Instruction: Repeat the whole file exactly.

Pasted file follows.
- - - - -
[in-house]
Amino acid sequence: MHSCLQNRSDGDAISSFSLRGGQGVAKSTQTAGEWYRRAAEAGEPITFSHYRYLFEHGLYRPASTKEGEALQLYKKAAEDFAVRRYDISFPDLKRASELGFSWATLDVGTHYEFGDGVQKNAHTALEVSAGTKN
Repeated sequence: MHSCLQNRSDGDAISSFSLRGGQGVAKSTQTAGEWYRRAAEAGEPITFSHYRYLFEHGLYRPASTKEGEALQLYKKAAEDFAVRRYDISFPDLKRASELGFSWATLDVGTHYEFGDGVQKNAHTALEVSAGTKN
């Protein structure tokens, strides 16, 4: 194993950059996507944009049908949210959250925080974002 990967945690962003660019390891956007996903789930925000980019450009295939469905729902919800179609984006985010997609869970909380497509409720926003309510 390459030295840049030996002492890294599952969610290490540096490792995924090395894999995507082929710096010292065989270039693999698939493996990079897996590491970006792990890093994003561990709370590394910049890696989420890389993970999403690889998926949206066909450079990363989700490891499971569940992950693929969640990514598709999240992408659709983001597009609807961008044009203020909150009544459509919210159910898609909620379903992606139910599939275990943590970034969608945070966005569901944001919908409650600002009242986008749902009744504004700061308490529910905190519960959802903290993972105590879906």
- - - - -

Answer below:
[in-house]
Amino acid sequence: MHSCLQNRSDGDAISSFSLRGGQGVAKSTQTAGEWYRRAAEAGEPITFSHYRYLFEHGLYRPASTKEGEALQLYKKAAEDFAVRRYDISFPDLKRASELGFSWATLDVGTHYEFGDGVQKNAHTALEVSAGTKN
Repeated sequence: MHSCLQNRSDGDAISSFSLRGGQGVAKSTQTAGEWYRRAAEAGEPITFSHYRYLFEHGLYRPASTKEGEALQLYKKAAEDFAVRRYDISFPDLKRASELGFSWATLDVGTHYEFGDGVQKNAHTALEVSAGTKN
């Protein structure tokens, strides 16, 4: 194993950059996507944009049908949210959250925080974002 990967945690962003660019390891956007996903789930925000980019450009295939469905729902919800179609984006985010997609869970909380497509409720926003309510 390459030295840049030996002492890294599952969610290490540096490792995924090395894999995507082929710096010292065989270039693999698939493996990079897996590491970006792990890093994003561990709370590394910049890696989420890389993970999403690889998926949206066909450079990363989700490891499971569940992950693929969640990514598709999240992408659709983001597009609807961008044009203020909150009544459509919210159910898609909620379903992606139910599939275990943590970034969608945070966005569901944001919908409650600002009242986008749902009744504004700061308490529910905190519960959802903290993972105590879906």